What is a resume?
Every career development journey starts from somewhere. Before going into the working world, you first learn and practice relevant skills both inside and outside the four walls of the classroom. A resume is a summary, a representation of where you are in your career journey, a compilation of your past experiences and current skill sets.
Every application starts with a resume. Even before undergoing an interview, your resume is how future employers get to know you – what you know and what you can do. It is important then to ask – ‘How can I stand out, based on just my resume?’, ‘How long should my resume be? - Is longer necessarily better?', ‘Which of all my experiences and credentials are best to include in writing my resume?’, and other relevant questions.
In making a resume, it is important to consider two main components – content and layout. The content is the heart of the resume. It details important information like your current skill set, work experience, and academic achievements. The layout, meanwhile, is the visual aspect that captures the eye. Without an organized, easy-to-read aesthetic, even outstanding content in a resume may fail to pique employers’ interest.
So, what are good practices in writing your resume? How can you ensure both the content and layout are effective and informative? Below are some tips to keep in mind when composing your resume as well as practices that are best avoided.
Make sure to research the position you’re applying for beforehand, including practices and any required experience. Include only relevant work experience and highlight skills applicable to the job.
Be clear and straightforward. Write your resume in a way that shows how your current capabilities can best fit what the company needs. Concrete numbers and figures supplement your work experience record.
Highlight your achievements. More than listing your work experience, emphasize the impact you made during past internships and similar opportunities. Write your skills in a well-rounded manner by including your capabilities outside of work.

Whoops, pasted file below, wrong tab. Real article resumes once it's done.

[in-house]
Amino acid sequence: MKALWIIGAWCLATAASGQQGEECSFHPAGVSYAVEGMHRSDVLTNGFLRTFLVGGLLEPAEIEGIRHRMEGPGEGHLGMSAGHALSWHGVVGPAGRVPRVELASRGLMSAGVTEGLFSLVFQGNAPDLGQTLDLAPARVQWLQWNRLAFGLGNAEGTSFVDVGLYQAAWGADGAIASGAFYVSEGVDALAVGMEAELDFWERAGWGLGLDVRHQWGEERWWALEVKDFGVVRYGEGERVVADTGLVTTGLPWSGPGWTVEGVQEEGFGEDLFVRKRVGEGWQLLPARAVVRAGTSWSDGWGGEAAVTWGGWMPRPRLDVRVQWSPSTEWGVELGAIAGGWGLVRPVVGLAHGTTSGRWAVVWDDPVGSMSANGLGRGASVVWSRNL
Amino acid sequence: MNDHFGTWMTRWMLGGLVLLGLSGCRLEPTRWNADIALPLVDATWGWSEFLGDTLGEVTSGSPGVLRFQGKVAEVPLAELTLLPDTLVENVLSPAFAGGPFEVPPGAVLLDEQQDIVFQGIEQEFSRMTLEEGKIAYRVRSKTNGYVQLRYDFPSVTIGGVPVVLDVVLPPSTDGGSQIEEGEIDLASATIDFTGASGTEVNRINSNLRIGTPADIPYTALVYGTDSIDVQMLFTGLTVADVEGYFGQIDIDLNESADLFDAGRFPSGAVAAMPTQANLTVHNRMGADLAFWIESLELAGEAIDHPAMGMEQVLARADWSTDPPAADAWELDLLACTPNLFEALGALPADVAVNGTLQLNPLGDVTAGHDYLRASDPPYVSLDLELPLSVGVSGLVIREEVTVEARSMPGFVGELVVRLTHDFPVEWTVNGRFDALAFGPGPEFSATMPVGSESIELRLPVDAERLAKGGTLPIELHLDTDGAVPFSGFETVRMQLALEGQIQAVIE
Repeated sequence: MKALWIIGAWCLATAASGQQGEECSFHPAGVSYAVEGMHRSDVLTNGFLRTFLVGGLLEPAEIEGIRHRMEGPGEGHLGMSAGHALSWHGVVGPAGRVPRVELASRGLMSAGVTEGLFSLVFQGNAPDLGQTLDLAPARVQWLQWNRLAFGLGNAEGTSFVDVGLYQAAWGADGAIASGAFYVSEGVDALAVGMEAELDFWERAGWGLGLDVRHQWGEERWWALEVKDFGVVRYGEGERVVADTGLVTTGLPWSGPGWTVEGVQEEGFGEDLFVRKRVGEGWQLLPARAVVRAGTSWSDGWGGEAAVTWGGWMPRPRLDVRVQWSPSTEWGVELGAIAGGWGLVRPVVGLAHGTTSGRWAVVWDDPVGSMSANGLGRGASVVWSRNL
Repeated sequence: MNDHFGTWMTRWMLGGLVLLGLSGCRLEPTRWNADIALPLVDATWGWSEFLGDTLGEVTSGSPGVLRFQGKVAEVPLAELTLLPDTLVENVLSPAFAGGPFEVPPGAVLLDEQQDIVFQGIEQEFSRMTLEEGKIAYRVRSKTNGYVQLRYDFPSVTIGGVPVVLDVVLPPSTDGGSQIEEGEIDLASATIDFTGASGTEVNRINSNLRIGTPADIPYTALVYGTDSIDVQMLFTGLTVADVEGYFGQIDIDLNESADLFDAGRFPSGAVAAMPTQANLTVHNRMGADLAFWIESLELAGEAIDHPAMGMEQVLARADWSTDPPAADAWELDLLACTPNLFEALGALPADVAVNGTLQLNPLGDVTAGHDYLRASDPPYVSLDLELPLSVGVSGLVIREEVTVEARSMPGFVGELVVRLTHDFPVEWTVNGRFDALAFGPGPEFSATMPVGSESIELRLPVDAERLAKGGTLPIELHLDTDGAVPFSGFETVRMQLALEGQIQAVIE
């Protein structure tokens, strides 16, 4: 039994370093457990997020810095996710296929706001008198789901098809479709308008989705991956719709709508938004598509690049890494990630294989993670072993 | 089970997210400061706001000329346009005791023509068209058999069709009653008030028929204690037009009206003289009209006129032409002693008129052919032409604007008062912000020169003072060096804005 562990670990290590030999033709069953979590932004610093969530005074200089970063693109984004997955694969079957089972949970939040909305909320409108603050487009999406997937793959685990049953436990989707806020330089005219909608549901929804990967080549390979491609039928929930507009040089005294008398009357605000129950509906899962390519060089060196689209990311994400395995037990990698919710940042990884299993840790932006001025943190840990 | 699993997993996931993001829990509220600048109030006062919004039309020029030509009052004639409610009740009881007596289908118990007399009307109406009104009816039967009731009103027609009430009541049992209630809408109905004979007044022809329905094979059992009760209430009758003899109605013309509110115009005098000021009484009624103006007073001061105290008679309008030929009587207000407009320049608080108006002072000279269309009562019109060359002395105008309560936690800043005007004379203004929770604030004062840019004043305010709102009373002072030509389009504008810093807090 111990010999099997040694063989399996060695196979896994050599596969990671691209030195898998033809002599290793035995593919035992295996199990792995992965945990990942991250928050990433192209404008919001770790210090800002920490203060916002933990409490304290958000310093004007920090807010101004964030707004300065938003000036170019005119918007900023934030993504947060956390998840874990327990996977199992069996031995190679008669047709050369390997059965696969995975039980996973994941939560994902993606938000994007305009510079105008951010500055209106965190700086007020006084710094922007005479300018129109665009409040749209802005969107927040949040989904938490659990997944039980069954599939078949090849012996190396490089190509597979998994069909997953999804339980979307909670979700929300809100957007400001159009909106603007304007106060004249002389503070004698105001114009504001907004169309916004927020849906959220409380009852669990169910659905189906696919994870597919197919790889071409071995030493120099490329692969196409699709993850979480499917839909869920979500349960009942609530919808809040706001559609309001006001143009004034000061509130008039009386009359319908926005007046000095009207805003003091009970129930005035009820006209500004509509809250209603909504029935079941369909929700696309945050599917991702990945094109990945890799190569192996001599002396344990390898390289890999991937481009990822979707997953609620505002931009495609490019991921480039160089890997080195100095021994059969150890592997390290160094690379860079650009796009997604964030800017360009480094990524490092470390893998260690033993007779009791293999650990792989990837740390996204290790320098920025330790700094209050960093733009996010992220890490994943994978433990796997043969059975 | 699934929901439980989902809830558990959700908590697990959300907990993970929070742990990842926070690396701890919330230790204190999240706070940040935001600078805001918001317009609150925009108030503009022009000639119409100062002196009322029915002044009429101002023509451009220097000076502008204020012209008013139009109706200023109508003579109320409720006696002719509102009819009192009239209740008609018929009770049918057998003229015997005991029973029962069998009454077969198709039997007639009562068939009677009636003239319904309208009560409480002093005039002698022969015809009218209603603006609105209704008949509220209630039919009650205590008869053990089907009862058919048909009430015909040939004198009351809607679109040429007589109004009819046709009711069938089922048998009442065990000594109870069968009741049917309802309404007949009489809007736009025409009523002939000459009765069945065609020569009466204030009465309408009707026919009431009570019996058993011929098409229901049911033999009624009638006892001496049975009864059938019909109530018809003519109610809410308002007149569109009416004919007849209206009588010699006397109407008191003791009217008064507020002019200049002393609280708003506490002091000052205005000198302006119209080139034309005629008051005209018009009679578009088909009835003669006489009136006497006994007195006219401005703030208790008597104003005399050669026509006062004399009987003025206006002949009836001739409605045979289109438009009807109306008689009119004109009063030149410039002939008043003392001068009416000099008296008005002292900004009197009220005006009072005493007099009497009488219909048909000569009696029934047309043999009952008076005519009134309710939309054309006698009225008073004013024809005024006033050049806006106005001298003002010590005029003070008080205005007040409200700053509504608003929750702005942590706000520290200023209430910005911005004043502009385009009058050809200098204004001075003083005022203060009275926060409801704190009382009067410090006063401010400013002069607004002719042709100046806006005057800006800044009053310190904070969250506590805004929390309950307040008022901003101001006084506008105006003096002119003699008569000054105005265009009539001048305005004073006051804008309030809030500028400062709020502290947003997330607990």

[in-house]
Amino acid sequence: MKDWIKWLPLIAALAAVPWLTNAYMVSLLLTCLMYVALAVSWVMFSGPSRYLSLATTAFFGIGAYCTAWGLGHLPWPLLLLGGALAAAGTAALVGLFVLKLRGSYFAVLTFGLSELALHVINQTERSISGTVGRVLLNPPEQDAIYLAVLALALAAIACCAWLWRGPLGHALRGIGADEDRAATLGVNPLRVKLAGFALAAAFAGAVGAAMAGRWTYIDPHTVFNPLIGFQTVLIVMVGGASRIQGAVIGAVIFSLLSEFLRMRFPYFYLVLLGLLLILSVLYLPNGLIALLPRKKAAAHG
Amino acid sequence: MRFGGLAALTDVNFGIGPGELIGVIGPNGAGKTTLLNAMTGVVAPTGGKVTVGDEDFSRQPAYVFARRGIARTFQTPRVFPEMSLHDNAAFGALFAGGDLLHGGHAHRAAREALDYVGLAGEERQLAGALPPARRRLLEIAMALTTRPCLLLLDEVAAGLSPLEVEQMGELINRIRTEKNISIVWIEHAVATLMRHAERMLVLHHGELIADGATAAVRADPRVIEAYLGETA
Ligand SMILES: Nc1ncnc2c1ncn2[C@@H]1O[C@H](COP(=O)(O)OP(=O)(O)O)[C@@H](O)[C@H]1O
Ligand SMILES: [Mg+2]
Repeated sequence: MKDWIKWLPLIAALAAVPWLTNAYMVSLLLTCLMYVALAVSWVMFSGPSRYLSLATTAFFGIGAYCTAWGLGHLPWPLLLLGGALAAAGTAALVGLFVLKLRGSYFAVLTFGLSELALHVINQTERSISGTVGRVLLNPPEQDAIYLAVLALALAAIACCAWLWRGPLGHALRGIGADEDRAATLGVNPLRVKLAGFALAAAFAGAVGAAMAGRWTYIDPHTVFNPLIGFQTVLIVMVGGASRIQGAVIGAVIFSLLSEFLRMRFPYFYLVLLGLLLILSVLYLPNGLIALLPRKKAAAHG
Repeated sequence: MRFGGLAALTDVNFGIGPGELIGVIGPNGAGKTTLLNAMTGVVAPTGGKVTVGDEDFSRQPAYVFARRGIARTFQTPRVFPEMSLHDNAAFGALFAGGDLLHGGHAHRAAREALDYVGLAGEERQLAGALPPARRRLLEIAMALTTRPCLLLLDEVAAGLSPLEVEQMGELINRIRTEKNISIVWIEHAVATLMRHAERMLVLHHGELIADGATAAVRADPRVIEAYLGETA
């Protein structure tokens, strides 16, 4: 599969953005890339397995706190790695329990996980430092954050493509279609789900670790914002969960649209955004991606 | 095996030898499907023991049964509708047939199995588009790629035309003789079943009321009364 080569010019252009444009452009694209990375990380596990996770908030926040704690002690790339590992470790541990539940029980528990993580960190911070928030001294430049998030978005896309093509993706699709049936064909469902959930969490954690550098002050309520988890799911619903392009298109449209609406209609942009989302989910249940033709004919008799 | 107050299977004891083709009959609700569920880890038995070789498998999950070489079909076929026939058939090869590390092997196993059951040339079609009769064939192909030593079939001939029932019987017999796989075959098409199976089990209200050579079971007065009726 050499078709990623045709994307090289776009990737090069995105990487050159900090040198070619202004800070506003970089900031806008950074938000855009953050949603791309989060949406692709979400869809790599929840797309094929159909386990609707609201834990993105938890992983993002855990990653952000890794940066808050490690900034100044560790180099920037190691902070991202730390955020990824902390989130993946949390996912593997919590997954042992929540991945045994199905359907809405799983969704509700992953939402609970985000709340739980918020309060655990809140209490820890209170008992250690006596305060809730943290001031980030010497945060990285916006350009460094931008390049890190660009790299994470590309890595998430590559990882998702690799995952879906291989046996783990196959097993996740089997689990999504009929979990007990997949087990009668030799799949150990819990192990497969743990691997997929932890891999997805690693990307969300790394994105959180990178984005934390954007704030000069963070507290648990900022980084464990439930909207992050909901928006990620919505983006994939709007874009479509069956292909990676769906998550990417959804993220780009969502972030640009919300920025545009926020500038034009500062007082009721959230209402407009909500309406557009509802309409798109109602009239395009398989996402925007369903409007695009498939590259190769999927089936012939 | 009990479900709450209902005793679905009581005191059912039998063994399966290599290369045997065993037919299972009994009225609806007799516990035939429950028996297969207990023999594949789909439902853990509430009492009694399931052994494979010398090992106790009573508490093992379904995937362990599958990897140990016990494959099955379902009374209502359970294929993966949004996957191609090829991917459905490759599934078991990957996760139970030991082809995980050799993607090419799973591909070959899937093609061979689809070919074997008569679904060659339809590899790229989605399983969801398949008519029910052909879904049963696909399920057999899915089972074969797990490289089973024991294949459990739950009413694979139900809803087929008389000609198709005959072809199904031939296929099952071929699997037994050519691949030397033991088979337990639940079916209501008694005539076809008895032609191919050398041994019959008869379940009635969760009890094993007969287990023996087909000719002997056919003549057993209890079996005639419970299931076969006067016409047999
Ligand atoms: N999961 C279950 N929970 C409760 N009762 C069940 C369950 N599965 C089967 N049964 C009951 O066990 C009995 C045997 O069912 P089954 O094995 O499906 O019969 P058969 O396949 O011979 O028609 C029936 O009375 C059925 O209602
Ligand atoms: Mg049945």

Establish a flow in the way your resume is written. Include the most recent and relevant work experience first, including your highest level of educational achievement.
Use clean, professional fonts that are easy on the eye. Use the active voice in writing and incorporate a logical, easy-to-follow layout
Define sections clearly with headings, spacing, and bullet points. Make use of a hierarchy of fonts or font sizes to differentiate header and body.
Don’t make your resume too long and too detailed. Prioritize which work experience to include, based on what is fit for the job. Retain your resume’s readability by keeping it concise.
Be honest and realistic in listing your experience and skills. Do not round up your achievements or overpromise.
Avoid using complicated jargon and resume clichés like vague adjectives. Be concrete in describing yourself by listing what you’ve actually achieved or the impact you’ve made during past work experiences.
Don’t overcrowd your resume. Make good use of space and follow margins. Avoid unnecessary graphics. Choose colors well, sticking to only a few colors and avoiding loud, harsh hues.
Every career journey starts with experience. Every application starts with a resume. Keeping these tips in mind may help you effectively communicate and express your experiences, your capabilities and ultimately, yourself through your resume. Now, get writing, future engineer!